Antineutrophil cytoplasmatic antibodies in patients with premature atherosclerosis: prevalence and association with risk factors

PL Van Haelst, FW Asselbergs, JJ Van Doormaal, NJGM Veeger, JF May, P Holvoet, ROB Gans, JWC Tervaert*

*Corresponding author for this work

Research output: Contribution to journalArticleAcademicpeer-review

9 Citations (Scopus)


Objectives. Autoimmunity is suggested to play a role in premature atherosclerosis. Antineutrophil cytoplasmatic antibodies (ANCA) are a group of autoantibodies found in several inflammatory disorders in which they supposedly amplify the inflammatory process. In this study the hypothesis is tested that ANCA play a role in premature atherosclerosis.

Design. Cross-sectional study followed by nested case-control study. In a total of 286 consecutive patients with premature atherosclerosis (age <5 years) ANCA were tested. Within the same cohort, a nested case control study in 16 ANCA-positive patients and 32 ANCA-negative controls matched for sex, and site of atherosclerosis, was executed.

Setting. University hospital outpatient clinic for lipids and premature atherosclerosis. Subjects. A total of 286 consecutive patients with premature atherosclerosis (age <55 years).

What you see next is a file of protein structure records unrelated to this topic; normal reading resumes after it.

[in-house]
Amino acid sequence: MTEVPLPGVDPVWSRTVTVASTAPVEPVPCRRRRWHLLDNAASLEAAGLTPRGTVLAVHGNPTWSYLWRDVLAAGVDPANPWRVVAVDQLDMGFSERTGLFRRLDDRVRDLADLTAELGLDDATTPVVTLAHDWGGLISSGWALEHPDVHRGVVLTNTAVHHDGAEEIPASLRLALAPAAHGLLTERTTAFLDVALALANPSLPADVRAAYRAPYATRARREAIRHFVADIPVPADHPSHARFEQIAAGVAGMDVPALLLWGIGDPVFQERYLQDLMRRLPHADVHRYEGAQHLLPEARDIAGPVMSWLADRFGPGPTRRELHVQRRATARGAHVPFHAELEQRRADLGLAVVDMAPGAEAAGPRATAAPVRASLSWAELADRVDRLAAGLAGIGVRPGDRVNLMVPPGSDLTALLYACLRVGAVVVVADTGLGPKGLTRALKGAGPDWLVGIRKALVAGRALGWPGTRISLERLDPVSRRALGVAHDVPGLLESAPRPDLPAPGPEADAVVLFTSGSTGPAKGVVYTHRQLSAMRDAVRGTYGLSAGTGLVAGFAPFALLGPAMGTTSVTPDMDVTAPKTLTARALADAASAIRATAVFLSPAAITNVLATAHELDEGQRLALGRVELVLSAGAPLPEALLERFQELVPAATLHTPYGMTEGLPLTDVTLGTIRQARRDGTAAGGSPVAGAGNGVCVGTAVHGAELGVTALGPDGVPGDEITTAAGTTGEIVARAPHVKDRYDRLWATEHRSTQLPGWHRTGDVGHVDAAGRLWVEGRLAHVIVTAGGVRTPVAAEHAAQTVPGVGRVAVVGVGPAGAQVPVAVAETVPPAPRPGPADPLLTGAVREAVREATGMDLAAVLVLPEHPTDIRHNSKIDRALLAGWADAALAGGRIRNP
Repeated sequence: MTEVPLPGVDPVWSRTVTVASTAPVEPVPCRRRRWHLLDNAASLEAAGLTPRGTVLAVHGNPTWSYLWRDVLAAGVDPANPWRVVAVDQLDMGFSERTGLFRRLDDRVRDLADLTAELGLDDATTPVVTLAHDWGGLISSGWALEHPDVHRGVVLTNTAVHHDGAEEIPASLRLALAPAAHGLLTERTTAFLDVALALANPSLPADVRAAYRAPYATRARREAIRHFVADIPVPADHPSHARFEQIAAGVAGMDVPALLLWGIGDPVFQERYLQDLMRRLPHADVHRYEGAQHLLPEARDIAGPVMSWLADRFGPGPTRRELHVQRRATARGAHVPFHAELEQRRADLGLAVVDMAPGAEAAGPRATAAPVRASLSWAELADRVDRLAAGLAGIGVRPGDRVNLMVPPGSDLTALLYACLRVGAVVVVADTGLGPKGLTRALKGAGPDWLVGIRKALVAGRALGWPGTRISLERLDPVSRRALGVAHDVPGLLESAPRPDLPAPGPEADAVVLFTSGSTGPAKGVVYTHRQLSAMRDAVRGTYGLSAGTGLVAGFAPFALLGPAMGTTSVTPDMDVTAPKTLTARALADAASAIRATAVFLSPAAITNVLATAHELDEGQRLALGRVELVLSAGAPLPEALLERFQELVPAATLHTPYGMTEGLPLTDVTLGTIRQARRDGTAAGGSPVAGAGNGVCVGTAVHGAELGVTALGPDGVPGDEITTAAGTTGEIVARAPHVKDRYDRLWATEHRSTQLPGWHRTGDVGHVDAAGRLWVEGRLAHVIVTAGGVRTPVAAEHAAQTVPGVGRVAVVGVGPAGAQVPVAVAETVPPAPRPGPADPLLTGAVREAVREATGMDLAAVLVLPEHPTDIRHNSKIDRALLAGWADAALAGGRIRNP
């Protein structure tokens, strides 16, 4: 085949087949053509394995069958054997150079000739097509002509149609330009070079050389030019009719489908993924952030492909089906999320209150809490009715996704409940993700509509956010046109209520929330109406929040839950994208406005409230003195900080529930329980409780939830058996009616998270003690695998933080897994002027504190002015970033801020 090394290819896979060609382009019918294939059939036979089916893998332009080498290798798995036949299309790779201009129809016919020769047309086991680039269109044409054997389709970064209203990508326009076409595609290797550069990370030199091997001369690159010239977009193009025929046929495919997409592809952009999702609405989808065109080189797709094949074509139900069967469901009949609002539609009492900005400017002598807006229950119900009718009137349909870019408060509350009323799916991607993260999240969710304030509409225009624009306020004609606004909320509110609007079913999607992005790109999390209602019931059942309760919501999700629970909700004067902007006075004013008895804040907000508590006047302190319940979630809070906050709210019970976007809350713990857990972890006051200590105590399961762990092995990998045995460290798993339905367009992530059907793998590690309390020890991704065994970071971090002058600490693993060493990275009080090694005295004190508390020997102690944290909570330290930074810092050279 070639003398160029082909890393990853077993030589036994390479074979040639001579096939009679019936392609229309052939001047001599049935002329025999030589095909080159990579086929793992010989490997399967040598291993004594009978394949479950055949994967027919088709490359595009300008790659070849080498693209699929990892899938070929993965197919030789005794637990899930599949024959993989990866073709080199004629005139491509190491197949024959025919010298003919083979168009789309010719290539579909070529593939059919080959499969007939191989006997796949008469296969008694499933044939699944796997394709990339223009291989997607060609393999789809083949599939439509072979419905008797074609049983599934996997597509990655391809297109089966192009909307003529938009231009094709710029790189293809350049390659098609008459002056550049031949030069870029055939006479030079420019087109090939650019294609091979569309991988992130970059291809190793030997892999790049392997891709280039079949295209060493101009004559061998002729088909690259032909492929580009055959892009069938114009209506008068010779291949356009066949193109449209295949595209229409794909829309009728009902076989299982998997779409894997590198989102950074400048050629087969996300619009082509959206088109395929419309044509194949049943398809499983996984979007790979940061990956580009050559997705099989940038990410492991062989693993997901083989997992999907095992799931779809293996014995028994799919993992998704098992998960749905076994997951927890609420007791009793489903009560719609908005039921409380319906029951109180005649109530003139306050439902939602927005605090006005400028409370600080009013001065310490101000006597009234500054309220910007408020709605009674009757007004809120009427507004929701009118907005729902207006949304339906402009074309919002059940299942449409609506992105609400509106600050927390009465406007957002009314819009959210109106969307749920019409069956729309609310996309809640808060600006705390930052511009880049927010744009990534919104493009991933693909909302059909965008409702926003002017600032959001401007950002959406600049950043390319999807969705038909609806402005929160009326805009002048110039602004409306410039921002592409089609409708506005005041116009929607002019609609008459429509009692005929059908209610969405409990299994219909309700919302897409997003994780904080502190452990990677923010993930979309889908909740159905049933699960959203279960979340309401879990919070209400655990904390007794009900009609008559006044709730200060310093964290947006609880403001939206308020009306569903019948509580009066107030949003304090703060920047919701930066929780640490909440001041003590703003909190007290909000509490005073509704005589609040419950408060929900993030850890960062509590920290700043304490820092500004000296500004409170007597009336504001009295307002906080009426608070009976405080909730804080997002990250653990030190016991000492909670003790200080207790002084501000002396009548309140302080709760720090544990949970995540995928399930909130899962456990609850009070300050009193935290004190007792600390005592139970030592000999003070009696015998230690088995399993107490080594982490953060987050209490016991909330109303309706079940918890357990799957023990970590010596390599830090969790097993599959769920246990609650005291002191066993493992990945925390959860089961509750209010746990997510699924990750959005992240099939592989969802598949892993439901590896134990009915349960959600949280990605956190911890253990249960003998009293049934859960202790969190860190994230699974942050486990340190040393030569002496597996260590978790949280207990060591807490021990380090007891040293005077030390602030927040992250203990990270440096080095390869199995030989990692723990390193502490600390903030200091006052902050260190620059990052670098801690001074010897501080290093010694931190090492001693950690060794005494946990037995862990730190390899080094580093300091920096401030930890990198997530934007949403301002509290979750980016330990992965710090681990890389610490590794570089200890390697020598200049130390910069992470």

Results. Prevalence of ANCA was 5.6% (16 of 286). All cases had perinuclear ANCA (pANCA); no cytoplasmatic ANCA was found. Mean age was 42 +/- 7 in the ANCA-positive vs. 42 9 years in the ANCA-negative group (P = ns). More female parents were ANCA-positive (8M/8F vs. 200M/70F, P = 0.03). Patients with ANCA had more often peripheral vascular disease (37.5 vs. 15.2%, P = 0.03). In the case-control study levels of Lp(a) were higher (43.8 vs. 15.6% > 300 mg L-1, P = 0.05), whereas levels of HDL-c were lower in ANCA-positive patients (0.84 +/- 0.26 vs. 1.06 +/- 0.27 mmol L-1, P = 0.01). Markers of inflammation, C-reactive protein (CRP) and serum amyloid A (SAA), did not differ, nor did antibodies against oxidized-LDL and malondialdehyde (MDA)-LDL, markers for the extent of atherosclerosis.

Conclusions. Our results suggest that ANCA do not appear to play a major role in premature atherosclerosis as there was no increased prevalence of the autoantibody. Moreover, no differences in the incidence of classical cardiovascular risk factors nor in serum levels of markers of inflammation were found between the ANCA-positive group as compared with the ANCA-negative group.

Original languageEnglish
Pages (from-to)29-34
Number of pages6
JournalJournal of Internal Medicine
Issue number1
Publication statusPublished - Jan-2002


  • antineutrophil cytoplasmatic antibodies
  • autoimmunity
  • inflammation
  • premature atherosclerosis
  • LP(A)

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